Rosa Robles has defied a deportation order and remains in the United States – a tiny patch of it.
The maid is confined to a Presbyterian church in Tucson, Arizona, and does not leave for fear of banishment to Mexico. “If I step out of here anything can happen,” she said, seated in the windowless annex to the adobe clay church which serves as her living quarters.
Six months into a cloistered and at times claustrophobic existence, Robles, 41, now finds herself a figurehead of a small, burgeoning sanctuary movement.
At least seven other undocumented migrants facing deportation have found refuge at churches across the United States, opening a new front in the battle over immigration reform.
Latino anxiety over deportation was supposed to ebb in the wake of President Barack Obama’s executive action in November protecting about 4.7 million undocumented immigrants from removal. He instructed officials to focus on deporting criminals.
Robles, watching the president’s White House announcement from her refuge, gave two cheers. Her two sons, aged eight and 11, grew up in Tucscon but were born in Mexico and are not US citizens. Obama’s action protected them. But not Robles. “I had mixed emotions,” she said, speaking in Spanish. “My children benefited but not me.”
According to her lawyer, Margo Cowan, Robles, who has no criminal record, can still qualify under the expanded prosecutorial discretion outlined by Obama but should remain in the refuge until it is granted. Similar advice has been given to the others in refuges in Arizona, Colorado, Pennsylvania and Illinois.
The spirit of Obama’s order was clear but the message had not reached all local prosecutors, police and Immigration and Customs Enforcement (Ice) agents, said Cowan. “There’s a huge gulf between the administration and what’s happening on the ground.”
The problem was not wilful disobedience so much as bureaucracies clanking on as if it were business as usual, said Cowan. “It’s hard for them when we are changing policy gears in such a dramatic way.”
Republican efforts in Congress to unpick Obama’s executive action – plus his earlier action on so-called “dreamers”, the US-raised children of such migrants – has further clouded the political climate.
The state of Arizona gives undocumented people special reason for wariness. It is home to Sheriff Joe Arpaio , who is notorious for racial profiling, and the stringent anti-illegal immigration law known as 1070.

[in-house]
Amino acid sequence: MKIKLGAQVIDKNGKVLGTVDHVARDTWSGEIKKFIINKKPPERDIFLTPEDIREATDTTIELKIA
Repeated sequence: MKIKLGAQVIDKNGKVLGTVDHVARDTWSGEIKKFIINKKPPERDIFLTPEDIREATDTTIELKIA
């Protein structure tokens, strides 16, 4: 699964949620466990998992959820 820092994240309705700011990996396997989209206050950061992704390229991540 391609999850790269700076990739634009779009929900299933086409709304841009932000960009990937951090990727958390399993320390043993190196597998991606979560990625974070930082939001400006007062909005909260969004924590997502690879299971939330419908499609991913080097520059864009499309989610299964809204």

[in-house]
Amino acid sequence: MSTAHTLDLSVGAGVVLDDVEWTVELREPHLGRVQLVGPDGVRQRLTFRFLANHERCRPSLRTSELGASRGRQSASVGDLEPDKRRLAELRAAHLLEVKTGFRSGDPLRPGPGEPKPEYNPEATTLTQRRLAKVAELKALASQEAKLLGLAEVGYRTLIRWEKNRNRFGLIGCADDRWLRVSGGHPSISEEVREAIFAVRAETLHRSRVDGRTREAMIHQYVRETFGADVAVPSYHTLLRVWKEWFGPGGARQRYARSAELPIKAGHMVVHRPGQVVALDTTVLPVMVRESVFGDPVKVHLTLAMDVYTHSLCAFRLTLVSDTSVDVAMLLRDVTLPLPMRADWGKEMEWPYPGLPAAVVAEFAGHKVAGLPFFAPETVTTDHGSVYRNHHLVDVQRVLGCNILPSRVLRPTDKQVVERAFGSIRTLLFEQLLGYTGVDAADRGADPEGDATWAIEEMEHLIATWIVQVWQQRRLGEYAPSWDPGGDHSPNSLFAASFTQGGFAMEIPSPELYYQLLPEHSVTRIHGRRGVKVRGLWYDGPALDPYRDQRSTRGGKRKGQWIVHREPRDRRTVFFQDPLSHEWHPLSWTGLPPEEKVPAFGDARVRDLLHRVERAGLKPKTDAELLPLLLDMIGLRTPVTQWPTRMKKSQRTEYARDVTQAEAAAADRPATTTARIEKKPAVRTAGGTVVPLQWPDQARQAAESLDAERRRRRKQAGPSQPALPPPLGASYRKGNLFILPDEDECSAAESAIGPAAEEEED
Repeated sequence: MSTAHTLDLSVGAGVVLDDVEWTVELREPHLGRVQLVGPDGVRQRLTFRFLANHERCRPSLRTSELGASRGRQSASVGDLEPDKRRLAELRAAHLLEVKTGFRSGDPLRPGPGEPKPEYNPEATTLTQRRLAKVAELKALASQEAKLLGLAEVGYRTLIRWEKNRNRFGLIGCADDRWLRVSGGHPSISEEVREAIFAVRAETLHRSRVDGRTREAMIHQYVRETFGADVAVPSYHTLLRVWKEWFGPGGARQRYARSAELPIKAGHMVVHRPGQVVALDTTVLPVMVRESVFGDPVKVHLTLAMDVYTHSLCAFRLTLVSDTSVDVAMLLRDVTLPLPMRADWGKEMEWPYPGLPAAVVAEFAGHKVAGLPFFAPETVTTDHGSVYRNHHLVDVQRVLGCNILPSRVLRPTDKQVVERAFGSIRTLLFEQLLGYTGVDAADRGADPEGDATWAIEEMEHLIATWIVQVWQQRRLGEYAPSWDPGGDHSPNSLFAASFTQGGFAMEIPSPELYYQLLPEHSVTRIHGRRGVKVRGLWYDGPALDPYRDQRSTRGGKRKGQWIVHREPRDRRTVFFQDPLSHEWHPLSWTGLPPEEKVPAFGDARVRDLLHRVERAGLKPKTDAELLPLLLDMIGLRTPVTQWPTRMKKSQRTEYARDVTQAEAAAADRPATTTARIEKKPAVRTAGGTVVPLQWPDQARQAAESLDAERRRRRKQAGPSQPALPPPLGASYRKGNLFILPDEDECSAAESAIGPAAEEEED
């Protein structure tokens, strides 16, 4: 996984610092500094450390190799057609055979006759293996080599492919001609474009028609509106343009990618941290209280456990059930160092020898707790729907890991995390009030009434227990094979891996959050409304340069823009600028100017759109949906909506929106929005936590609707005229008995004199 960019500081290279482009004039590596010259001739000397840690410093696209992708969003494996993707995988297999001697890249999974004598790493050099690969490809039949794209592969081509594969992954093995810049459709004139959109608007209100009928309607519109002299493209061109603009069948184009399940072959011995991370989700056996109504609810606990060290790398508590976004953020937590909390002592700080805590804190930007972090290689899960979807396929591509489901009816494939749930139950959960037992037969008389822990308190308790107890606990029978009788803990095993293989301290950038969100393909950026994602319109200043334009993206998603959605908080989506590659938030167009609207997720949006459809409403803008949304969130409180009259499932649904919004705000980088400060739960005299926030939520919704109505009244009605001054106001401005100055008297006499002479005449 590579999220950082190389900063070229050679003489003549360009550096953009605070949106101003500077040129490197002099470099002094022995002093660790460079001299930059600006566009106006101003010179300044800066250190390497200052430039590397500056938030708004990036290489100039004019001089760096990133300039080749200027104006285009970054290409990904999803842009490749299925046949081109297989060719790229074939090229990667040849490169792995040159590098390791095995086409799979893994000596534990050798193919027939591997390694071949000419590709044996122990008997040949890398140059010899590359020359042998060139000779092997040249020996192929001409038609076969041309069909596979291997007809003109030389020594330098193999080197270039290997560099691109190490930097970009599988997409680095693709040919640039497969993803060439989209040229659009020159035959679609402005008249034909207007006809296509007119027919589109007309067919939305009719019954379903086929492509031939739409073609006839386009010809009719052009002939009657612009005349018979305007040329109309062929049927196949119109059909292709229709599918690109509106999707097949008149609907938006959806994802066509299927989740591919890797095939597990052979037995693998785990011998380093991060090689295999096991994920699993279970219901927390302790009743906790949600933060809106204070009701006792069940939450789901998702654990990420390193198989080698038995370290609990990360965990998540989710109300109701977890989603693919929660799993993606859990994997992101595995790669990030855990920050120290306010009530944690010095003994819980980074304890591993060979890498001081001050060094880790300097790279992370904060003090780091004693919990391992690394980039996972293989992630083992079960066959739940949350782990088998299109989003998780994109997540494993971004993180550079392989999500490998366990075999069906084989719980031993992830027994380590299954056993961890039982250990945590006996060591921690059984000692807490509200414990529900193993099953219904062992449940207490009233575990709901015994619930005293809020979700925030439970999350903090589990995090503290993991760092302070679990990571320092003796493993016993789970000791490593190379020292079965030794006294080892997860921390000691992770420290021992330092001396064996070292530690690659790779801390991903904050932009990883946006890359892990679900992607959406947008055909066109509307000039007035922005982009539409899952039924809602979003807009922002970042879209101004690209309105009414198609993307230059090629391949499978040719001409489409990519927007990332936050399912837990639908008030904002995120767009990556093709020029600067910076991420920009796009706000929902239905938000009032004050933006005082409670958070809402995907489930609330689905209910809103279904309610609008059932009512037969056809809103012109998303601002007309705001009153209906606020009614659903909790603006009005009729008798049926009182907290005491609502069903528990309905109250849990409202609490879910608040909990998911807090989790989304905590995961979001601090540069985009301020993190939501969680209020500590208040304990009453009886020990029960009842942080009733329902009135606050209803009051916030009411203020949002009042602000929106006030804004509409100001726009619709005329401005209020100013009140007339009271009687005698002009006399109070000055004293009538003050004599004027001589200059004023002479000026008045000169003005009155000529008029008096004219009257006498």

Police use routine traffic stops of Latino people to summon immigration officials. There is an old, bitter joke among immigrants about being found guilty of driving while Mexican.
While on her way to work in September 2010, Robles drove on the wrong side of traffic cones in a construction zone. The police officer who pulled her over did not issue a ticket but called Ice agents, triggering deportation proceedings.
After four years of fruitless appeals she entered the church on 7 August to escape a final deportation order that took effect the following day.
“I am grateful to the church and all the people who have supported me but it’s very difficult. Every day I wake up and think today could be the day I leave,” she said.
Robles arrived in the US in 1999, married and raised sons who feel American. They play baseball and prefer speaking English to Spanish.
The church where she is sheltering sparked a sanctuary movement in the 1980s by taking in migrants fleeing wars and persecution in central America. Hundreds of congregations across the US followed suit, prompting tense face-offs between members of the clergy and federal officials.
The church revived the tactic last May when it accepted Daniel Noyoy Ruiz , a building maintenance supervisor. He left after winning a stay of deportation.
After three months in a different Tucson church, Francisco Perez, a landscape gardener, emerged on Christmas Eve, also free and safe, after local authorities lifted a deportation threat. Unlike Robles, Perez had US-born children.
The maid remained hopeful of winning a reprieve but as weeks have dragged into months she confessed to pangs of desolation. “I wonder sometimes if I can endure this.”
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